World Series Game 5 Odds and Preview: Braves One Win Away From Beating Favored Astros

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Odds Shift?

The Astros have been favored in each of the first four games of the 2021 World Series. Expect that to change for Game 5, when the Braves put their perfect home record on the line with a chance to win their first title since 1995.

The total runs bet is to go low: it’s clear now that these two teams are leveraging their bullpen arms to keep runs off the board. It’s harder to score a run in this Series than it is to tap dance on a frozen pond.

Both managers have kept their moves conservative thus far, save for Brian Snitker’s peculiar decision to start rookie Dylan Lee on Saturday. But Sunday you could see some weird things because the Astros are up against the wall. Everyone has to be available, and all options have to be on the table. Look for the Astros to try to kick-start their offense on the base paths.

Both Bullpens Will Be On The Spot Sunday

Yes, bullpen games are grueling. Yes, these relievers on both sides all seem to look alike, throw alike and have generic names. But fasten your recliner: another bullpen game is on your way for Game 5. Both the Braves and Astros are expected to empty their pen on Sunday to get through nine innings (or more).

The Braves lost ace Charlie Morton in Game 1 when he broke his leg. Up 3-1, they won’t use a starter in this contest, opting to run out Jesse Chavez (most likely as the opener) and then calling on arm after arm after arm after…you get the idea.

Dusty Baker used Cristian Javier in relief on Saturday and watched him surrender two home runs that lost the game. With Javier burned, he won’t be asked to start Game Five. Instead, the desperate Astros will need to get an outing from Game 1 starter Framber Valdez, who was absolutely torched in his start five days ago, allowing five runs in two innings.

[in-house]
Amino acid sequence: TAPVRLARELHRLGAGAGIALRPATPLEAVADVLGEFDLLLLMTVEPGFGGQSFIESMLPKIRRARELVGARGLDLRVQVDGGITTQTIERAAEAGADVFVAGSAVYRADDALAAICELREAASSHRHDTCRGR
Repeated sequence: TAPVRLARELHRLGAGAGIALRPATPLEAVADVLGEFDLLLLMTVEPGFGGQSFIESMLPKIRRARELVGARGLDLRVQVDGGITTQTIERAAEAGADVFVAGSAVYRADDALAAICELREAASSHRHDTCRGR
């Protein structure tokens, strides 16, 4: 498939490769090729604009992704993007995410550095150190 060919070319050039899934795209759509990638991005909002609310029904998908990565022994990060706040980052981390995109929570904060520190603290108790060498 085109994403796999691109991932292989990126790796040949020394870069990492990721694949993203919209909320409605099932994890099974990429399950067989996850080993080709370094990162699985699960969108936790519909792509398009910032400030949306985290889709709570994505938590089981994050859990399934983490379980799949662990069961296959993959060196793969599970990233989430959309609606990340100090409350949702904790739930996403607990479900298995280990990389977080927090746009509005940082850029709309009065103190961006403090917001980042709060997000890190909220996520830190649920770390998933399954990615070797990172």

Astros Have Come Back Before

It’s not like the Astros can’t bounce back from a 3-games-to-1 hole. Last fall in the AL Championship Series, this same team fell behind 3-0 to the Rays before winning three straight to force a Game 7.

Houston Lineup Slumping OR Braves Pitching Too Good?

Where’s the swagger? Where’s the big inning magic that helped propel the Astros into their third World Series in five years? It’s long gone.

Carlos Correa is bouncing pitches into the dirt and grounding out to third base too often. Alex Bregman is an empty shirt. Jose Altuve hits four rockets one night, then has a quiet 0-fer the next. Yordan Alvarez, the MVP of the League Championship Series, is hitting .091 in the Fall Classic.

Much of that frustrating production from the vaunted Houston offense can be attributed to the Braves’ excellent pitching in this series. Again in Game 4, the Braves bullpen allowed just one run in 8 2/3 innings of work. The Big Four of Luke Jackson, Tyler Matzek, A.J. Minter. and Will Smith have pitched 13 2/2 innings in this World Series and have allowed just two runs.

Notes on the 2021 World Series

  • The Braves are a perfect 7-0 at Truist Park in Atlanta this postseason. No team has ever won that many games at home in a single postseason without losing at least one in their home park.
  • Atlanta’s Jorge Soler is the first player to hit a leadoff homer and a pinch-hit homer in the same World Series.
  • Zack Greinke has now started three games in the World Series (all of them for Houston). He has a 1.8 ERA in 15 innings but has yet to earn a decision.
  • Greinke went into the Game 4 start with more than 3,000 more innings in the major leagues than Atlanta starter Dylan Lee, who had never started an MLB game before Saturday night.
  • With his solo homer in the fourth, Jose Altuve moved into second place for most homers in the post-season with 23. The all-time leader is Manny Ramirez, with 29.
  • Houston’s Alex Bregman, who bats third in the lineup, is 6-for-37 (.162) in the last two rounds of this postseason. Since the revelation of the sign-stealing scandal after the 2019 World Series, Bregman is hitting .257 with a .422 slugging percentage. Prior to that, the Astros’ third baseman batted .286 with a .527 slugging percentage.
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About the Author

Dan Holmes

Writer and Contributor
Dan Holmes has written three books about sports. He previously worked for the National Baseball Hall of Fame and Major League Baseball. He enjoys writing, running, and lemon bars. He lives near Lake Michigan with his daughters and usually has an orange cream soda nearby.

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